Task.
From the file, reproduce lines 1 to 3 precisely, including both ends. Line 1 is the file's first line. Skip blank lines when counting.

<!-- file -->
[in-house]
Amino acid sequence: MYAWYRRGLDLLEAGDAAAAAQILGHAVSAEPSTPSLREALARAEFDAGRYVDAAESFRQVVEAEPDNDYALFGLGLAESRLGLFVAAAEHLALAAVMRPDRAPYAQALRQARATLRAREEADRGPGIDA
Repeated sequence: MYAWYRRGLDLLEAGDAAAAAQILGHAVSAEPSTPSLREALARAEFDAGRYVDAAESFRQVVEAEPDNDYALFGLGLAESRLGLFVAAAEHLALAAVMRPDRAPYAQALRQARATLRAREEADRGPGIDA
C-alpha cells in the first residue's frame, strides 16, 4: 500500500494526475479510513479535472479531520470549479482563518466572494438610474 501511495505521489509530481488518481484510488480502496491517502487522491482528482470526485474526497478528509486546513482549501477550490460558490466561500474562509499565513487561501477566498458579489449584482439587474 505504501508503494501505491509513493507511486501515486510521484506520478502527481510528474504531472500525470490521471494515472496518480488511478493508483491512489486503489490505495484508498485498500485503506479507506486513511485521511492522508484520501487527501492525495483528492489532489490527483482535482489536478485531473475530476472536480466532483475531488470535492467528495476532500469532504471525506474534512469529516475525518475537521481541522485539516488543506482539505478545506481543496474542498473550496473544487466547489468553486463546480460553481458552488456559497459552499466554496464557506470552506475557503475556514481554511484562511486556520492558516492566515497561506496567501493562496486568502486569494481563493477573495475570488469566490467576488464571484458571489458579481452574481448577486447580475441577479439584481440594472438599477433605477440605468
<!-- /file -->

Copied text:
[in-house]
Amino acid sequence: MYAWYRRGLDLLEAGDAAAAAQILGHAVSAEPSTPSLREALARAEFDAGRYVDAAESFRQVVEAEPDNDYALFGLGLAESRLGLFVAAAEHLALAAVMRPDRAPYAQALRQARATLRAREEADRGPGIDA
Repeated sequence: MYAWYRRGLDLLEAGDAAAAAQILGHAVSAEPSTPSLREALARAEFDAGRYVDAAESFRQVVEAEPDNDYALFGLGLAESRLGLFVAAAEHLALAAVMRPDRAPYAQALRQARATLRAREEADRGPGIDA